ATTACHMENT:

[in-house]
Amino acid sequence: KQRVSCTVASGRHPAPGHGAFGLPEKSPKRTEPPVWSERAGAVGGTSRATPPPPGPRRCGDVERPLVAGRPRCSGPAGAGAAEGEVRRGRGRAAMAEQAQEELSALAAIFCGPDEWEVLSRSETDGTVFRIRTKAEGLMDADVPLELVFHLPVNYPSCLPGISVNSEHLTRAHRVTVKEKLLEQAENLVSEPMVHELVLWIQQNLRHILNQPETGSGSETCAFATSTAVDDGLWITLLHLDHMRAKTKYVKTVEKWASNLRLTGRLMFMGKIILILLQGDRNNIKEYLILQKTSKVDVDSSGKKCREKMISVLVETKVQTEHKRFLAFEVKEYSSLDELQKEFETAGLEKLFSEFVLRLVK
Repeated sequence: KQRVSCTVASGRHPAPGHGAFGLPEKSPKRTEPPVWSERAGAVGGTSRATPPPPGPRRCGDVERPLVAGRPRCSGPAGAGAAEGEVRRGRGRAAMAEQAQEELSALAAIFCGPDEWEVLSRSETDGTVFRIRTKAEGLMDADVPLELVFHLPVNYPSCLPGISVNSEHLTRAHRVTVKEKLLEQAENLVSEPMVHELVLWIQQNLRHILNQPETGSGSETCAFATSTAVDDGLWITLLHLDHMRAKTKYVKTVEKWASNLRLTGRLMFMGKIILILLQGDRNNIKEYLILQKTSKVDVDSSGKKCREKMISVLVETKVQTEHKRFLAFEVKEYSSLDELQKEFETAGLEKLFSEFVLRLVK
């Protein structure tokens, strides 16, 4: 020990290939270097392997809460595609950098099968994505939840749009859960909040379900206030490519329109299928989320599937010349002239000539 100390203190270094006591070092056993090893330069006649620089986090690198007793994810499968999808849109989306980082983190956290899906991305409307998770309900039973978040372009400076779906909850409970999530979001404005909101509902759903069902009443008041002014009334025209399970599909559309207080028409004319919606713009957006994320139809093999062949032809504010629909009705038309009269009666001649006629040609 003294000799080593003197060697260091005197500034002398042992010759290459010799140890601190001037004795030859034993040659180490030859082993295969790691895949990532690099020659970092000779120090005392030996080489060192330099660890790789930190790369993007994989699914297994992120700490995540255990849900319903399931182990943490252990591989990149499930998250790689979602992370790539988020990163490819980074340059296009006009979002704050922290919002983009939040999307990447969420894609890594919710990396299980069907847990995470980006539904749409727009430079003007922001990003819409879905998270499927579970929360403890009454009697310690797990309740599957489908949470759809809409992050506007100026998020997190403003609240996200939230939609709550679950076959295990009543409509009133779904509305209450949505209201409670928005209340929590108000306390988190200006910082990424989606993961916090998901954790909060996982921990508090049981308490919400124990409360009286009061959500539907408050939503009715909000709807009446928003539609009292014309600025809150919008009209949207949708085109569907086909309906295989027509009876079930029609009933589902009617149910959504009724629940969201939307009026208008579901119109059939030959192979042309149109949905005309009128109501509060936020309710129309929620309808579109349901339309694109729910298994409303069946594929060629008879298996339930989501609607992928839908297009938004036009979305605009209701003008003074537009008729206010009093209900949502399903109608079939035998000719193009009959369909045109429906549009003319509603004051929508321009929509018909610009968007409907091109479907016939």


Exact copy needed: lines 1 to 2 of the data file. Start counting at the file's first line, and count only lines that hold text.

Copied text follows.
[in-house]
Amino acid sequence: KQRVSCTVASGRHPAPGHGAFGLPEKSPKRTEPPVWSERAGAVGGTSRATPPPPGPRRCGDVERPLVAGRPRCSGPAGAGAAEGEVRRGRGRAAMAEQAQEELSALAAIFCGPDEWEVLSRSETDGTVFRIRTKAEGLMDADVPLELVFHLPVNYPSCLPGISVNSEHLTRAHRVTVKEKLLEQAENLVSEPMVHELVLWIQQNLRHILNQPETGSGSETCAFATSTAVDDGLWITLLHLDHMRAKTKYVKTVEKWASNLRLTGRLMFMGKIILILLQGDRNNIKEYLILQKTSKVDVDSSGKKCREKMISVLVETKVQTEHKRFLAFEVKEYSSLDELQKEFETAGLEKLFSEFVLRLVK